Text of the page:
If you’ve never been there, let me tell you a few things about it, First, it’s huge, with more than 300 movies from 65 countries playing over the next ten days. I just saw a totally surprising film from one of those 65 countries: North Korea!

I wandered into one unusual film today, Comrade Kim Goes Flying. It’s a comedy-drama about a young coal miner’s daughter with her head in the clouds. She wants to be a trapeze artist, so she goes to Pyonyang to spend a year near the circus. It’s a fascinating glimpse at an idealized vision of North Korea where everyone is rich, well-fed and ecstatically happy just to mix cement or dig up coal. The characters have unusual lines that sound like: “But the willpower of the working class will always save us, Comrade Secretary!” And yet, it works as a classic hollywood drama, something like Rocky. It just goes to show you that (although not all the movies are perfect), even picking a film at random might lead to an unexpected surprise.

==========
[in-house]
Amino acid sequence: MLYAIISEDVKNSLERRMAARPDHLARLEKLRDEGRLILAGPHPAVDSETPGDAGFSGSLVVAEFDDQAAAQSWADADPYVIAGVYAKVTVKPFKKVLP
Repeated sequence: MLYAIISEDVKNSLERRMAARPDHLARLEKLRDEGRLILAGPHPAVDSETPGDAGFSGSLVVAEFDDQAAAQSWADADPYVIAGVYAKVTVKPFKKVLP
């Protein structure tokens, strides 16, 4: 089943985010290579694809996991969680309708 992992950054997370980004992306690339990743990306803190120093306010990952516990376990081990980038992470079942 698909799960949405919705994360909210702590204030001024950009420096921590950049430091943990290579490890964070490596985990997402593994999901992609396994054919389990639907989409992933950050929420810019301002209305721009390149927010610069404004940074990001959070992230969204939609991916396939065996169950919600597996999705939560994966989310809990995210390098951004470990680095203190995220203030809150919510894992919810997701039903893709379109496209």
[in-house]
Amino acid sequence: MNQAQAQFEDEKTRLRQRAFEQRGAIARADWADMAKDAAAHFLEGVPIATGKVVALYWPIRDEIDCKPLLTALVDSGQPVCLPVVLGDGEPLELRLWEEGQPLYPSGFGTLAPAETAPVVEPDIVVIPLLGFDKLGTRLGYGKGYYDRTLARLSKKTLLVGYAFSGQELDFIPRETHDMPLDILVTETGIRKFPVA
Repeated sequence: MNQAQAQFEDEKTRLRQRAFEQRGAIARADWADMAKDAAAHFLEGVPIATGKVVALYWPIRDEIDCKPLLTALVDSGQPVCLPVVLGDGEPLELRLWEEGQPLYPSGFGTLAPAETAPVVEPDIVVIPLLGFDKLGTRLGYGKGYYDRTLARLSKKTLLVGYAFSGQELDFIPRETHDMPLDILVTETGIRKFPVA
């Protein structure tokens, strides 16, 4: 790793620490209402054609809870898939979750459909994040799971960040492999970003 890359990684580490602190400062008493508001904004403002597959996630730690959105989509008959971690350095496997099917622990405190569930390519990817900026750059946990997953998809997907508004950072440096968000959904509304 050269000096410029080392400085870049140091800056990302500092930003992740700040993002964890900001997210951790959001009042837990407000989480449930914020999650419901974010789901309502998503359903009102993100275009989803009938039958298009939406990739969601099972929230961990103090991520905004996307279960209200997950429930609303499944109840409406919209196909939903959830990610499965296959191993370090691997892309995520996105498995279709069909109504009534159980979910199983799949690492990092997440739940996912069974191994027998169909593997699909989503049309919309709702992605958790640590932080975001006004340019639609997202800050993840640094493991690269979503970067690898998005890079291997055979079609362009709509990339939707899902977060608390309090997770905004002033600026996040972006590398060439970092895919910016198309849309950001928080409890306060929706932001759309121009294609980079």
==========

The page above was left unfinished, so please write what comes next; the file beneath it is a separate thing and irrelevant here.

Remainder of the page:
So don’t be intimidated by the magnitude of TIFF. Just find a few you really want to see, pursue them and you should be able to land a screening. Check online ( at 7 am to see what new tickets are on sale.

Today I’m going to talk about two great French language movies. One’s an Austrian film about an elderly French couple who choose to live out their lives in their own home; a Canadian film about a child in central Africa torn from her home to fight in a war.

Dir Michael Haneke

Georges and Anne, a retired married couple in their eighties (Jean-Louis Trintignant, Emmanuelle Riva) have a nice apartment, attend concerts, read books, share meals, and generally just enjoy their lives. They used to teach classical music and are pleased to see their former pupils becoming musical superstars. Life is peachy until one day… everything changes. Over lunch Georges tells Anne the sat shaker is empty, expecting her to refill it. But, instead, she just sat there, unresponsive. Although she later snapped out of whatever it was, it shook up the power dynamic of their traditional roles. Soon, following doctors’ tests, they discovered she is ill. But Anne makes Georges promise never to send her back to a hospital. She wants to live at home.